The story of Puerto Rican leader Oscar López Rivera is one of courage, valor, and sacrifice. A decorated Viet Nam veteran and well-respected community activist, López Rivera now holds the distinction of being one of the longest held political prisoners in the world. Behind bars since 1981, López Rivera was convicted of the thought-crime of “seditious conspiracy,” and never accused of causing anyone harm or of taking a life. This book is a unique introduction to his story and struggle, based on letters between him and the renowned lawyer, sociologist, educator, and activist Luis Nieves Falcón.

In photographs, reproductions of his paintings, and graphic content, Oscar’s life is made strikingly accessible—so all can understand why this man has been deemed dangerous to the U.S. government. His ongoing fight for freedom, for his people and for himself (his release date is 2027, when he will be 84 years old), is detailed in chapters which share the life of a Latino child growing up in the small towns of Puerto Rico and the big cities of the U.S. It tells of his emergence as a community activist, of his life underground, and of his years in prison. Most importantly, it points the way forward.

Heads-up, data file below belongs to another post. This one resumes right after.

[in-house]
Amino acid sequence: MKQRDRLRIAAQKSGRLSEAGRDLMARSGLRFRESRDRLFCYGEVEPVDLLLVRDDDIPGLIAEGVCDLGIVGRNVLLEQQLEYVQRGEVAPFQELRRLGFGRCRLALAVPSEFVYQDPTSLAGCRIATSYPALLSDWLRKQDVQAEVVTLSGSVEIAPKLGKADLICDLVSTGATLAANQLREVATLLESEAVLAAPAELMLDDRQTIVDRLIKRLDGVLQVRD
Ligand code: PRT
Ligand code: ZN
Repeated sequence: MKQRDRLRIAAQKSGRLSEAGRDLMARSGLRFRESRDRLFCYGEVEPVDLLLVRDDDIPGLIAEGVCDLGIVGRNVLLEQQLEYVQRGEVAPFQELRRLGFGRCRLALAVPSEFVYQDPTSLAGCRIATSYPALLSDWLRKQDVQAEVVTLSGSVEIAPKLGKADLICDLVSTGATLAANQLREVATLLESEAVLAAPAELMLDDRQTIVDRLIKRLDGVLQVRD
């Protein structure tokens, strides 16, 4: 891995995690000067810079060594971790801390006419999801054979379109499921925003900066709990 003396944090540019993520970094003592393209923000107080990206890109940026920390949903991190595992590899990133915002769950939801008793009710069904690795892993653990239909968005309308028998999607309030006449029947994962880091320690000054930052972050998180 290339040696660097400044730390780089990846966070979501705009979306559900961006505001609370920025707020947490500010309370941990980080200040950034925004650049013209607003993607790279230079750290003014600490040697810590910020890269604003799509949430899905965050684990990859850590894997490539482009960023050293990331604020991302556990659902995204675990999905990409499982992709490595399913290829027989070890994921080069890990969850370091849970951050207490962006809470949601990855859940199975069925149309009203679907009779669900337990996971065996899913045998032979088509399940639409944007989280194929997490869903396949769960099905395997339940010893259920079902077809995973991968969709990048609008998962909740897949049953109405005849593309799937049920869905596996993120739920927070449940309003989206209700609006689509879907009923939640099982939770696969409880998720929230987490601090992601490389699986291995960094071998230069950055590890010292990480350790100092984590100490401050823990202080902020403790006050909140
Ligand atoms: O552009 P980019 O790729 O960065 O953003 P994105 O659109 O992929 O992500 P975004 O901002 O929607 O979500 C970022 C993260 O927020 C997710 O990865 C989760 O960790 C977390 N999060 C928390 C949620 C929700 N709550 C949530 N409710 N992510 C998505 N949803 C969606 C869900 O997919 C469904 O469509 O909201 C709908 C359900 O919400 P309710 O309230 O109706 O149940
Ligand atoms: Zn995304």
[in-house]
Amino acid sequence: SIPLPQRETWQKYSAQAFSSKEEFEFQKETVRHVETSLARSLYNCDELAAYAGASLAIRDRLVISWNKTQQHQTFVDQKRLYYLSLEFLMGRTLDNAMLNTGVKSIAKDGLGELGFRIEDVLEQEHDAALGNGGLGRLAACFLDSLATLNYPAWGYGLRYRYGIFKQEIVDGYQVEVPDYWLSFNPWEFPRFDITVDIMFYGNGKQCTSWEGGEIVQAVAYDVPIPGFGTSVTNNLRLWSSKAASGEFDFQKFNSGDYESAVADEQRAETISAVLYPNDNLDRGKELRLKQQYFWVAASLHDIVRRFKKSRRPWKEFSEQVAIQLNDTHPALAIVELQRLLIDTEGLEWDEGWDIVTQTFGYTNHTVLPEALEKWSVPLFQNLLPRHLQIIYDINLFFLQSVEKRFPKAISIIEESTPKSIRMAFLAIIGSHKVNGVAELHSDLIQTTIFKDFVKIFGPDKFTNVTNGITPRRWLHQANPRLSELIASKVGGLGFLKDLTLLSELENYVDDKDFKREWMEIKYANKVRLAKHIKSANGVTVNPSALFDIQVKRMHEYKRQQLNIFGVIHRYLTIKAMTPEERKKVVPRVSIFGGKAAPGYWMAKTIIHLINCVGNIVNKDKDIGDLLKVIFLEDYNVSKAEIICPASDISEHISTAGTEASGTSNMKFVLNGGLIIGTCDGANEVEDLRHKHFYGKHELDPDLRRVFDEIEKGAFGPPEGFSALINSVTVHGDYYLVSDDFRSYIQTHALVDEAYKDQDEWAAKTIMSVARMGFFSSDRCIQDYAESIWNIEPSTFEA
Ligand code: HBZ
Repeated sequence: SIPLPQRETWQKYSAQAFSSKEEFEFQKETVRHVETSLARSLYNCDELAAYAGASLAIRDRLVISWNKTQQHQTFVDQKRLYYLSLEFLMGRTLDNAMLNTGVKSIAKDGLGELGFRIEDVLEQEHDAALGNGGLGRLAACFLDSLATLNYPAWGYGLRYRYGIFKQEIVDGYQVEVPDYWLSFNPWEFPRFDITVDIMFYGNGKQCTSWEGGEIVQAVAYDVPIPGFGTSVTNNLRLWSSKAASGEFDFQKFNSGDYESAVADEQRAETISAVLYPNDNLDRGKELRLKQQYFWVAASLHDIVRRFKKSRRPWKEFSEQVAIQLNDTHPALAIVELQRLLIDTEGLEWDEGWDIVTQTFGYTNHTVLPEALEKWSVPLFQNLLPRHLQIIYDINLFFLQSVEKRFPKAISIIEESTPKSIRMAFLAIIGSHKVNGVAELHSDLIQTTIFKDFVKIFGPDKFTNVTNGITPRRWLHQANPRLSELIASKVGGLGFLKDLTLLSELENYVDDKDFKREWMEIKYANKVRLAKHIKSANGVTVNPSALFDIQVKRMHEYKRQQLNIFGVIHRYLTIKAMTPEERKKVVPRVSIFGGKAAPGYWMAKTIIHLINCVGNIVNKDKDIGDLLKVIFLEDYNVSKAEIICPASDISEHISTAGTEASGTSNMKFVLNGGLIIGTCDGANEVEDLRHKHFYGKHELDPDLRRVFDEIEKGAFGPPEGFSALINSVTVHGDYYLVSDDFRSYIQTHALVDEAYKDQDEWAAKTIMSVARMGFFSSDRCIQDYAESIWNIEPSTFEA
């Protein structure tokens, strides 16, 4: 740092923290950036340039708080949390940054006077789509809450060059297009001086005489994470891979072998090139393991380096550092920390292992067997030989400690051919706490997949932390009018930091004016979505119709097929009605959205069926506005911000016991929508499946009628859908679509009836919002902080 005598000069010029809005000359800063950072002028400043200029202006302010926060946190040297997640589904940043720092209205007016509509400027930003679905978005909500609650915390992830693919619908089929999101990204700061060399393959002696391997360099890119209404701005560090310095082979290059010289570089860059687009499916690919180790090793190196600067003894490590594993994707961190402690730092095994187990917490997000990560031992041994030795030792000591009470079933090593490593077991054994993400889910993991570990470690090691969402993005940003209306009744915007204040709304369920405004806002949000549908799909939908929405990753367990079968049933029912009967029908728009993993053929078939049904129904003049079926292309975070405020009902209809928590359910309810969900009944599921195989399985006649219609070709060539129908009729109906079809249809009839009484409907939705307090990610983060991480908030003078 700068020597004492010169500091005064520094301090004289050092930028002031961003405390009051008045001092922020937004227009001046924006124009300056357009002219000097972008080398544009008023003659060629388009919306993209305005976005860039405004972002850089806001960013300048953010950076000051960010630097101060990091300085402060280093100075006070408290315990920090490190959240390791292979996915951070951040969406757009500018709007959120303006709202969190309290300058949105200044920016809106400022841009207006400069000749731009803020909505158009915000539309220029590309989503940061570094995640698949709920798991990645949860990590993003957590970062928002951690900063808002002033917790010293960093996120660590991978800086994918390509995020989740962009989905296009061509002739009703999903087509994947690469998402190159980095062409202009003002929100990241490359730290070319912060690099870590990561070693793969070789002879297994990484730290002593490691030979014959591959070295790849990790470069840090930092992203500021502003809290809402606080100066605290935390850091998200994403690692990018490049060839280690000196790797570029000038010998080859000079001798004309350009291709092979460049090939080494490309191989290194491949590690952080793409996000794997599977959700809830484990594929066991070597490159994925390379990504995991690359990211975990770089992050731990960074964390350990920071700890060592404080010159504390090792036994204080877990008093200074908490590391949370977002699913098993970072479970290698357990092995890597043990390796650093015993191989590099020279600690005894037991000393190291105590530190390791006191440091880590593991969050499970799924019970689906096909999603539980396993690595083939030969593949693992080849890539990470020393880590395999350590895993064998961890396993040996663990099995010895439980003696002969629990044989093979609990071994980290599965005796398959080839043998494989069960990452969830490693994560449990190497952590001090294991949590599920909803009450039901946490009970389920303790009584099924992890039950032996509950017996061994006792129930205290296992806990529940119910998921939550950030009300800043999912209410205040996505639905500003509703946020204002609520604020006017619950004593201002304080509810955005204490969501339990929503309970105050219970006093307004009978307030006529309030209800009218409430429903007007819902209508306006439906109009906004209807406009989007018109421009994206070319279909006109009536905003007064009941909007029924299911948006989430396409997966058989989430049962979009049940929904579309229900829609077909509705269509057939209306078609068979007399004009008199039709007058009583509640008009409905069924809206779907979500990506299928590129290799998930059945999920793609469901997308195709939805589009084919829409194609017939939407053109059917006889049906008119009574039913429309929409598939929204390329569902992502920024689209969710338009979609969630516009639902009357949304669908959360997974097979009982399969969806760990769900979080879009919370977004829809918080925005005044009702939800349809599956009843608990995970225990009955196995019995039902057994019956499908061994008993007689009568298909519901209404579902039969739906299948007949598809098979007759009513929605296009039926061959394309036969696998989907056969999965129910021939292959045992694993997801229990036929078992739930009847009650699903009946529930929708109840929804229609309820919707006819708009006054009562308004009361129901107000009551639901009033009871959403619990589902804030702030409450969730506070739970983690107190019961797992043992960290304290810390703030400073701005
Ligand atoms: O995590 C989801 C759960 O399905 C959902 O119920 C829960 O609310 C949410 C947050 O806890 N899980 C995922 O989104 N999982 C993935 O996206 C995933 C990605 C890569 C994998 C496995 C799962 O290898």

With a vivid assessment of the ongoing colonial relationship between the U.S. and Puerto Rico, it provides tools for working for López Rivera’s release—an essential ingredient if U.S.-Latin American relations, both domestically and internationally, have any chance of improvement. Between Torture and Resistance tells a sad tale of human rights abuses in the U.S. which are largely unreported. But it is also a story of hope—that there is beauty and strength in resistance.

"In spite of the fact that here the silence from outside is more painful than the solitude inside the cave, the song of a bird or the sound of a cicada always reaches me to awaken my faith and keep me going." —Oscar López Rivera

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oscarOscar Lopez Rivera: Between Torture and Resistance
By Guillermo Rebollo-Gil
Counterpunch
November 28th, 2014

Dear President Obama:

Here in Puerto Rico, your lunch with now Governor Alejandro Garcia Padilla is commemorated by way of a small plaque on the table in the restaurant where you paid cash for a sandwich in a button-down white shirt with the sleeves rolled up. I presume that restaurant owners placed the plaque there because customers might want to sit at the same table where the President of the United States ate a sandwich—they might even want to have their picture taken there. They’re probably right: people often enjoy imbuing everyday activities with historical significance, even when the historical event in question here was not all that significant, when compared to the kinds of things that usually make up the history of nations and so forth. Several months after you left, the island government unveiled a statue of you across the street from the Capitol building in San Juan, next to statues of all the other Presidents who had visited Puerto Rico in the history of American colonial rule over the island. They’re not that many. And there’s no record of what they ate, I don’t think.